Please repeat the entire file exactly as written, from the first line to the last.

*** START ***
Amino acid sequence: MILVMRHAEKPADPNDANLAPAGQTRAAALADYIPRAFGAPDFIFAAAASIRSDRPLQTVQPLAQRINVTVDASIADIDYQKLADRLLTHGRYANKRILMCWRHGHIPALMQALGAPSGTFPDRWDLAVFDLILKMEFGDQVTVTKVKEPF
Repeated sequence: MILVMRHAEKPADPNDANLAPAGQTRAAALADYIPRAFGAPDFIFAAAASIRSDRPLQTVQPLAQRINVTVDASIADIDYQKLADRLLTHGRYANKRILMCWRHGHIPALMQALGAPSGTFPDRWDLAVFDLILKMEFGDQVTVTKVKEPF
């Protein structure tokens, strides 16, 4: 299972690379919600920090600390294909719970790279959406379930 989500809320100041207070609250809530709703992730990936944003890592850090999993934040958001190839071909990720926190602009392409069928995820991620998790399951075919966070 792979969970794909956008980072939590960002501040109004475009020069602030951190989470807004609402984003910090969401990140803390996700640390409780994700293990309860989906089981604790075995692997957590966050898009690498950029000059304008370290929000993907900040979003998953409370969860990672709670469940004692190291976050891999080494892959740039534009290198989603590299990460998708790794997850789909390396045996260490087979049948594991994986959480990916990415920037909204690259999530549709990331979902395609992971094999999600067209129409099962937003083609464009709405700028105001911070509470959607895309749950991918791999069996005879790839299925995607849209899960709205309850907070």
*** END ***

Amino acid sequence: MILVMRHAEKPADPNDANLAPAGQTRAAALADYIPRAFGAPDFIFAAAASIRSDRPLQTVQPLAQRINVTVDASIADIDYQKLADRLLTHGRYANKRILMCWRHGHIPALMQALGAPSGTFPDRWDLAVFDLILKMEFGDQVTVTKVKEPF
Repeated sequence: MILVMRHAEKPADPNDANLAPAGQTRAAALADYIPRAFGAPDFIFAAAASIRSDRPLQTVQPLAQRINVTVDASIADIDYQKLADRLLTHGRYANKRILMCWRHGHIPALMQALGAPSGTFPDRWDLAVFDLILKMEFGDQVTVTKVKEPF
């Protein structure tokens, strides 16, 4: 299972690379919600920090600390294909719970790279959406379930 989500809320100041207070609250809530709703992730990936944003890592850090999993934040958001190839071909990720926190602009392409069928995820991620998790399951075919966070 792979969970794909956008980072939590960002501040109004475009020069602030951190989470807004609402984003910090969401990140803390996700640390409780994700293990309860989906089981604790075995692997957590966050898009690498950029000059304008370290929000993907900040979003998953409370969860990672709670469940004692190291976050891999080494892959740039534009290198989603590299990460998708790794997850789909390396045996260490087979049948594991994986959480990916990415920037909204690259999530549709990331979902395609992971094999999600067209129409099962937003083609464009709405700028105001911070509470959607895309749950991918791999069996005879790839299925995607849209899960709205309850907070």